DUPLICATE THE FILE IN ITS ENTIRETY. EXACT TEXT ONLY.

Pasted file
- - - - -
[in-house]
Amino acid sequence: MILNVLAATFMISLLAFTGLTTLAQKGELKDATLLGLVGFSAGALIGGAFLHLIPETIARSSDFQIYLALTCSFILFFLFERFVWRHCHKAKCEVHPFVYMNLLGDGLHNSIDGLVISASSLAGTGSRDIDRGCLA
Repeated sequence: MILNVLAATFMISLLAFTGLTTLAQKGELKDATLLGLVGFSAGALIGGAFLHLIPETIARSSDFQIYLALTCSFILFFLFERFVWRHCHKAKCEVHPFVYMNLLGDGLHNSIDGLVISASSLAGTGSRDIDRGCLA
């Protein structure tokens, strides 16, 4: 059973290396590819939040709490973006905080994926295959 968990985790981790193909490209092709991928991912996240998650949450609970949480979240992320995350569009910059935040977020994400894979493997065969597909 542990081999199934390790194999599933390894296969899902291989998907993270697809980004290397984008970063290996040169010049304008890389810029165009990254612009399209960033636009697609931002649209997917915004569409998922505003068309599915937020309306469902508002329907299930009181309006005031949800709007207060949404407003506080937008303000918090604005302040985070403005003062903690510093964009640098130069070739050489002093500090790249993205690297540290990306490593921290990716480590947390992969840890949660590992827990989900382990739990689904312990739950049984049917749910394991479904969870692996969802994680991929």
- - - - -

[in-house]
Amino acid sequence: MILNVLAATFMISLLAFTGLTTLAQKGELKDATLLGLVGFSAGALIGGAFLHLIPETIARSSDFQIYLALTCSFILFFLFERFVWRHCHKAKCEVHPFVYMNLLGDGLHNSIDGLVISASSLAGTGSRDIDRGCLA
Repeated sequence: MILNVLAATFMISLLAFTGLTTLAQKGELKDATLLGLVGFSAGALIGGAFLHLIPETIARSSDFQIYLALTCSFILFFLFERFVWRHCHKAKCEVHPFVYMNLLGDGLHNSIDGLVISASSLAGTGSRDIDRGCLA
């Protein structure tokens, strides 16, 4: 059973290396590819939040709490973006905080994926295959 968990985790981790193909490209092709991928991912996240998650949450609970949480979240992320995350569009910059935040977020994400894979493997065969597909 542990081999199934390790194999599933390894296969899902291989998907993270697809980004290397984008970063290996040169010049304008890389810029165009990254612009399209960033636009697609931002649209997917915004569409998922505003068309599915937020309306469902508002329907299930009181309006005031949800709007207060949404407003506080937008303000918090604005302040985070403005003062903690510093964009640098130069070739050489002093500090790249993205690297540290990306490593921290990716480590947390992969840890949660590992827990989900382990739990689904312990739950049984049917749910394991479904969870692996969802994680991929």